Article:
After a hectic Day 1 as the fake GM of the Seattle Mariners in FanSided’s Off-Season Simulation, it only makes sense to go all in. With that in mind, here is a look at what went down in Day 2 of the Off-Season Sim.
If you want a full breakdown of what happened on Day 1, you can click right here. To summarize, the Mariners were awarded the services of Japanese superstar Shohei Ohtani. I also traded Kyle Seager for Julio Teheran and some solid prospects, and added Eugenio Suarez to replace Seager.
To see the full picture of what is happening, you’ll need to read both articles. These deals out of context might not make sense. You have officially been warned. Without further ado, here is what happened on Day 2.
Signed Yu Darvish to 5 year, $133 million contract
Being awarded Ohtani allowed me to be more aggressive with my money. Trading Kyle Seager also helped too. I was faced with 2 scenarios. Either sign Lorenzo Cain and go after a mid-rotation arm like Lance Lynn, or try to find a cheaper option in CF, and go all in on the only #1 level arm on the market.
Picking Darvish was difficult, but I am happy with the end result. Adding Darvish gives the Mariners 6 big league starters: Paxton, Darvish, Felix, Leake, Teheran and Ohtani. This truth gives me the flexibility to move a starter for a potential starting CF.
Wrestling Darvish away from the competition was not easy. I had to make concessions, including a full no-trade clause. We front loaded the contract a bit, but what makes this a good deal for the Mariners is the structure.
The deal is loaded with yearly opt-outs. Giving Darvish total control of his destiny might seem to be too big a risk to take, but if the Mariners decide to rebuild, allowing Darvish to leave benefits both Seattle and Darvish.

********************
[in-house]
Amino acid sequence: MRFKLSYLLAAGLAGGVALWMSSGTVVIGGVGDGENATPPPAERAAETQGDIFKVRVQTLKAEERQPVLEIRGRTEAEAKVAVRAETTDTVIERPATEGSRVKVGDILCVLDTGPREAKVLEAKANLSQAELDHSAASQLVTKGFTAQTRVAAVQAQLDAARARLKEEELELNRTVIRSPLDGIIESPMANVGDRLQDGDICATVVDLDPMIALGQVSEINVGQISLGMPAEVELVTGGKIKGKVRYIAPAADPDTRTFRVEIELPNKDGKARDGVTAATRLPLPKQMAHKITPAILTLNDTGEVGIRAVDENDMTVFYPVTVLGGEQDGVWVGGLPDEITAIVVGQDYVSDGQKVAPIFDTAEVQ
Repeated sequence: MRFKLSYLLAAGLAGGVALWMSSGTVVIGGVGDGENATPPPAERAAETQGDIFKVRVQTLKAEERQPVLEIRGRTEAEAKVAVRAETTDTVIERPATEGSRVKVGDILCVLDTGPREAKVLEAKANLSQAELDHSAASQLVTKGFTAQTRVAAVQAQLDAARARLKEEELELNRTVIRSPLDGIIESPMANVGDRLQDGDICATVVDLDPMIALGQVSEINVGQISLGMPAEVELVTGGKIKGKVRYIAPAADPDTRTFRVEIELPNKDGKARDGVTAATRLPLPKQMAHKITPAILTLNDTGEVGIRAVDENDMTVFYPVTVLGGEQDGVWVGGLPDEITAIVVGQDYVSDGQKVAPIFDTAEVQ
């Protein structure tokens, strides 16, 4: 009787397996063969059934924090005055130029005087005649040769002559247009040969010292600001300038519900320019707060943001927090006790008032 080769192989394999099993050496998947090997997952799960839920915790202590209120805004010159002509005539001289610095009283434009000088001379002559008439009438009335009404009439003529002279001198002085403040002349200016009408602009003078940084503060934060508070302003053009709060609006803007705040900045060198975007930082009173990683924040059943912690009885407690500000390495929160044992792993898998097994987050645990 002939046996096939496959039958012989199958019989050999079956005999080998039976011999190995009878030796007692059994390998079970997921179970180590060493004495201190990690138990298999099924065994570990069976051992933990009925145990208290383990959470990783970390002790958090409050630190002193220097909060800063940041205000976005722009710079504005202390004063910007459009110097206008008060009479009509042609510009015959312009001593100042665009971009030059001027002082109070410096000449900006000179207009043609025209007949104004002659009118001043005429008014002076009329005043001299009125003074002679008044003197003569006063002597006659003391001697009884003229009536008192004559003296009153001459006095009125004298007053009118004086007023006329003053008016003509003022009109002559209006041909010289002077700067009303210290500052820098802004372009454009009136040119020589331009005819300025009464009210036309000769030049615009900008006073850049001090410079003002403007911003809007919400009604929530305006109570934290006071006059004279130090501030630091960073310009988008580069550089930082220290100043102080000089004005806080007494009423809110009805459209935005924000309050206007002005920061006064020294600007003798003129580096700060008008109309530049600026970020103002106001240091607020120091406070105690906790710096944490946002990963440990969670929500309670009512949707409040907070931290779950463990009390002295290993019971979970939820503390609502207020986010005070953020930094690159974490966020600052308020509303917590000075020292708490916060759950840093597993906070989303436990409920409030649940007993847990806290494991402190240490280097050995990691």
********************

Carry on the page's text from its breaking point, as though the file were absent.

Traded Julio Teheran to Nationals for Michael Taylor
As stated above, having 6 quality starters in a thin pitching market can give you a real advantage. With the biggest need left to fill in the outfield, I went shopping for a younger, cheaper option. I found Michael Taylor.
Taylor, who turns 27 in March, is arbitration eligible for the first time this off-season. He is coming off a career season, slashing .271/.320/.486 in 118 games, with 19 homers and 17 stolen bases.
Taylor strikes out a lot, 31.7% of the time, but he is a perfect fit for the Mariners near the bottom of their lineup. Taylor also plays a mean center field, allowing Mitch Haniger to stay in right field. In addition to his solid offense and defense, he is an excellent base-runner, a major flaw in the 2017 Mariners.
The Mariners are more or less done filling the gaps on their roster. I would like to add at least 1 steady, reliable reliever and a good low-cost, upside arm. In our sim, the Mariners still have roughly $20 million left to spend. Names like Bryan Shaw are still available, and is a target of our’s on the last day of this sim.